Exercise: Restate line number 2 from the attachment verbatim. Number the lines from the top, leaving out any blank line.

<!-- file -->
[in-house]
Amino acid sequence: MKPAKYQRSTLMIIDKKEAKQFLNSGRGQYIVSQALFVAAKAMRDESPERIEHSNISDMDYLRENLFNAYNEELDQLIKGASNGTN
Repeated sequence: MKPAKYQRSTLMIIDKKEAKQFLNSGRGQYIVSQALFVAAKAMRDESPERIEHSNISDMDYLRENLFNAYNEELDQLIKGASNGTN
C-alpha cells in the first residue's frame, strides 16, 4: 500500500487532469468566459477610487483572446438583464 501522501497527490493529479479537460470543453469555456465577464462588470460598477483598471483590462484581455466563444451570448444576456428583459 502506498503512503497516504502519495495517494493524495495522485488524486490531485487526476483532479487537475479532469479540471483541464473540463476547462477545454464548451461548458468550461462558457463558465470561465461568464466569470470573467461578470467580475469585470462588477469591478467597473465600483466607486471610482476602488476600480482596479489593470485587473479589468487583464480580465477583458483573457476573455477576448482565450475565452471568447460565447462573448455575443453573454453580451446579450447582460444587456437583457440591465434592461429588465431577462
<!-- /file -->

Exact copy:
Amino acid sequence: MKPAKYQRSTLMIIDKKEAKQFLNSGRGQYIVSQALFVAAKAMRDESPERIEHSNISDMDYLRENLFNAYNEELDQLIKGASNGTN